-DELONTE’S BACK! This is why you have to love Delonte. He would’ve had another week to rest his hand if he’d sat this one out, but he knew the Cavs might need him and wanted to play. He was huge down the stretch, making some obvious plays (a huge three to put the Cavs up seven with three minutes to play) and some subtle ones (breaking up a Magic fast-break that would’ve put Orlando up four with six minutes to play.) His final line was 10 points and six assists, with all of his big plays coming when the Cavs needed them.

-LeBron James was also present. He played Dwight Howard like a violin for much of the game, drawing the rotation and then finding a big for a slam or a guard for an open three. He finished with 13 assists, none prettier than when he lobbed the ball gracefully over Howard to set Shaq up with an easy slam in the fourth. He also did a good job mixing up his offensive attack, switching between attacking the rim, pulling up for the jumper, or going to work in the mid-post.

Post Move Watch: LeBron’s move on Mickael Pietrus, where he faced him up on the left block, made a move like he was going to a righty hook, and snuck in a lefty layup was gorgeous. Also, he was able to use the midpost to set himself up with an easy 14-foot jumper in the fourth. Oh, and LeBron scored or assisted on 19 straight Cavs points in the fourth quarter. And went 4-5 from outside the paint in the final six minutes of the game to get the Cavs the win. LeBron’s confidence level on that step-back three and turnaround over Pietrus was off the charts. It looks like he’s experimenting out there. LeBron James is more messianic than most people.

-Anthony Parker looks a lot more confident in his role when Delonte’s on a platoon with him. AP’s shot wasn’t on, but he was able to play his game against the Magic. He moved the ball when a better shot was there, made good cuts to free other guys up, and played great defense, shutting down Vince Carter and getting three steals.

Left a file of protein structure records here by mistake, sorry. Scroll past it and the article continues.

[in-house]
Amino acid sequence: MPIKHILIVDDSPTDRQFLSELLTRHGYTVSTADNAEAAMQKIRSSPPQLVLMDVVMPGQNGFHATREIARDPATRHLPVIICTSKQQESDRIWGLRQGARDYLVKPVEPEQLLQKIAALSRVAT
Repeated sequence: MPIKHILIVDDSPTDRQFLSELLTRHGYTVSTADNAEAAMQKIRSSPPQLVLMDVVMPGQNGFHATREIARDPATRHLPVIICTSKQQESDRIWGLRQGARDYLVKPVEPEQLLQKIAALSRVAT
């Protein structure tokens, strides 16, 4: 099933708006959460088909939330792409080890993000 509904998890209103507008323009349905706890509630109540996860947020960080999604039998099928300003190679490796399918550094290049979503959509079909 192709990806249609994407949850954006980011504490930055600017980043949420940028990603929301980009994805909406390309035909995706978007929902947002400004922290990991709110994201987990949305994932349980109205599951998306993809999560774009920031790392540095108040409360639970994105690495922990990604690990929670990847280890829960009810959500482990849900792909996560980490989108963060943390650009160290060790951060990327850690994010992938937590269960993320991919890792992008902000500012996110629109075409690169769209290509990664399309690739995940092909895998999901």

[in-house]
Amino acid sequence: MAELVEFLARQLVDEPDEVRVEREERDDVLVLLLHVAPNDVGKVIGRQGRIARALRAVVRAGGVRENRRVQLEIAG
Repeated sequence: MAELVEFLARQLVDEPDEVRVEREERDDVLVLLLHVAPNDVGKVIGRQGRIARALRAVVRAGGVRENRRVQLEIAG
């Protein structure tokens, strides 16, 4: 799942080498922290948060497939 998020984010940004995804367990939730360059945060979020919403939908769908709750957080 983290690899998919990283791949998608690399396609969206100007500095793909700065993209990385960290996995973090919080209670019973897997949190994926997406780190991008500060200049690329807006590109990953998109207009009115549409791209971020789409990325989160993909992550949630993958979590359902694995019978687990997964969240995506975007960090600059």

His one shot also came at the right time; Parker drilled a contested three for the second basket of what became a 15-4 run that stole the third quarter for the Cavs. The Cavs had looked extremely stagnant offensively the entire quarter, but threes can be a panacea.

-Only six turnovers tonight for the Cavs. Yes.

-Shaq was relegated to doing the dirty work tonight, but he did it well. His minutes were limited due to foul trouble, but he made the Magic feel his presence on both ends every second he played.

Bullets of Randomness:

-Shaq was talking after the game, saying some not-so-lovely things about Dwight Howard. It seems a bit like Shaq is dumping his baggage with the Magic on the Cavs, but maybe the Cavs want that type of edge. I’m not big on stirring up animosity where there may not need to be, but that’s Shaq’s prerogative. This will end up on a Magic bulletin board, and the Cavs still haven’t beaten the Magic in the games that matter. Maybe it’s all part of Shaq’s plan.

-Apparently the TNT guys were saying the Cavs are very close to a deal, and the names they gave were Troy Murphy and Rip Hamilton. I’ll be on it when some sources with closer ties to the Cavs say it’s for real. My opinion would be that I wouldn’t want to risk this chemistry for Hamilton or Murphy right now.

-Only caveat about the win streak is that the Cavs have had a very fortunate schedule. The Magic were on a back-to-back tonight, and their fourth game in five days. It looked like it took its toll on them late in the game. Remember this when Mo comes back, the streak eventually ends, and the inevitable “maybe the Cavs are better without him!” chatter starts.

-White Chocolate looked great out there. Not many backup points with his combination of confidence and heady play. Stan Van Gundy has a way with flashy point guards whose best years are behind them.

Alright guys, not a bad way to go into the All-Star break. I’ll be active writing-wise over the festivities, so keep an eye out. And if a trade does go down, I’ll be on it. Until later, folks.